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Still Another Key Blog

December 1, 2013

Sunday after Thanksgiving is the anniversary date for the Thornapple Blog. I always write something that recalls the very first blog in 2009. That one built on Aldo Leopold’s classic work in environmental philosophy A Sand County Almanac. The “key blog” idea is that at least once a year we would remind ourselves of Leopold’s ecological vision. Farms were certainly a part of that vision, though Leopold was not naïve about farmers’ tendency to abuse. Leopold’s own farm located in one of Wisconsin’s sand counties (there is no “Sand County” in Wisconsin) was more like a weekend retreat. It was a piece of land that had been ravaged by some poor schnook who was trying to wrest a livelihood out of some marginal scrub land. Leopold was undertaking an ecological restoration project on the place, and not really trying to make it pay for itself. He died fighting a wildfire out there in 1948.

As I’ve said at least four times before, the key blog is a pun on Leopold’s key log—the log that has to be removed to break the logjam. For Leopold, the key log was the idea that that land is merely property: something that the owner has the right to dispose of at will, and with little regard for the thing’s integrity. Leopold discussed Homer’s Odyssey to make his point, noting that on his return to Greece Odysseus hung his slave girls all on one rope. He had the right to do it because they were his property, plain and simple. We’ve moved beyond that, Leopold thought: we accept the idea that all human beings are part of the moral community. Now it’s time to take a step further and incorporate duties to the land itself into our concept of community.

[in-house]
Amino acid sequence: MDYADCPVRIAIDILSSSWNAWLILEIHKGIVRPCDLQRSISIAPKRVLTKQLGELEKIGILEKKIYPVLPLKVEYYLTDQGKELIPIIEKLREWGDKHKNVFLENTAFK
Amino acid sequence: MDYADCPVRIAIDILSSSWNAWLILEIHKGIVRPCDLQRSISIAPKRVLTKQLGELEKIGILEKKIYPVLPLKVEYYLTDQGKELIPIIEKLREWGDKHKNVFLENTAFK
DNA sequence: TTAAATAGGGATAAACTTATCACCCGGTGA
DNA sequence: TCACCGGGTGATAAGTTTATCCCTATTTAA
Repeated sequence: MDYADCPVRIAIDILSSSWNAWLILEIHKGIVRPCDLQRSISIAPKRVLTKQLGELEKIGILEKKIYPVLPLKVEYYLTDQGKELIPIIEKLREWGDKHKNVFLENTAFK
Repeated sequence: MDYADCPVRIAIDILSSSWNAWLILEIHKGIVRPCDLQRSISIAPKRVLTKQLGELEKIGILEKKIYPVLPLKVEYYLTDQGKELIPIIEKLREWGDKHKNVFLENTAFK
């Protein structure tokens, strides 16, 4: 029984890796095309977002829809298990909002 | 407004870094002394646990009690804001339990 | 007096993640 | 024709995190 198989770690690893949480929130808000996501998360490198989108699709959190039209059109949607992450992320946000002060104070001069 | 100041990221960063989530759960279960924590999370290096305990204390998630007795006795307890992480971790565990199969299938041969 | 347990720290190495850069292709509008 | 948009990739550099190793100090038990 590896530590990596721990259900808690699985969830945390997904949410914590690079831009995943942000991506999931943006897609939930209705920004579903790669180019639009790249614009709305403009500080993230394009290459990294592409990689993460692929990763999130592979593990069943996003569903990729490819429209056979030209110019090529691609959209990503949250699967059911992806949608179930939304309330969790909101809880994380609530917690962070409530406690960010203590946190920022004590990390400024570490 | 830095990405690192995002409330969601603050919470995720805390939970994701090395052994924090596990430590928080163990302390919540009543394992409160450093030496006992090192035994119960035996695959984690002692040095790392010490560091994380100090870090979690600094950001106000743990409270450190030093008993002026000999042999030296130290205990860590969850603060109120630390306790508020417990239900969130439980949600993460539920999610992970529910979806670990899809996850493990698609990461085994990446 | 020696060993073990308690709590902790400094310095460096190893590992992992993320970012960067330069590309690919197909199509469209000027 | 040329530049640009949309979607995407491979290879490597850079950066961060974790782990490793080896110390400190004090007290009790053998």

The trick here is to have an ecological understanding of community. Or at least that’s how I read Leopold. A community is not just a bunch of people who happen to be living in geographical proximity. A community is an interacting system that produces and reproduces its fundamental institutions and social relationships generation after generation. People are dependent on their communities in myriad ways. Communities are the source of basic needs; they are (or at least used to be) the underpinnings of an economy. They imbue practices of mere subsistence with dignity and meaning. They tell us who we are.

Failing to be who we are, we allow the workings of community to deteriorate. We find ourselves living amidst people we cannot recognize. And in turn their failure to recognize us leaves us at a loss. It’s quite possible that this loss puts us at risk in a material sense, but there’s no question that we are spiritually bereft and emotionally adrift when communities devolve into mere social groupings. Leopold’s idea—and on this point Wendell Berry is clearer—is that once upon a time human communities could depend on their natural environment and their subsistence activities to provide a crucial infrastructure to the reproduction of community. But not so now. Not only have we lost our understanding and appreciation of our dependence on a natural ecology, our persistent abuse of it threatens its very existence.

Not such a heartwarming thought for Thanksgiving weekend, I admit, but still and all, maybe we do need to remind ourselves at least once a year.

Thanks to both of my regular readers for your occasional responses. Everyone needs a little recognition now and again.

Paul B. Thompson is the W.K. Kellogg Professor of Agricultural, Food and Community Ethics at Michigan State University

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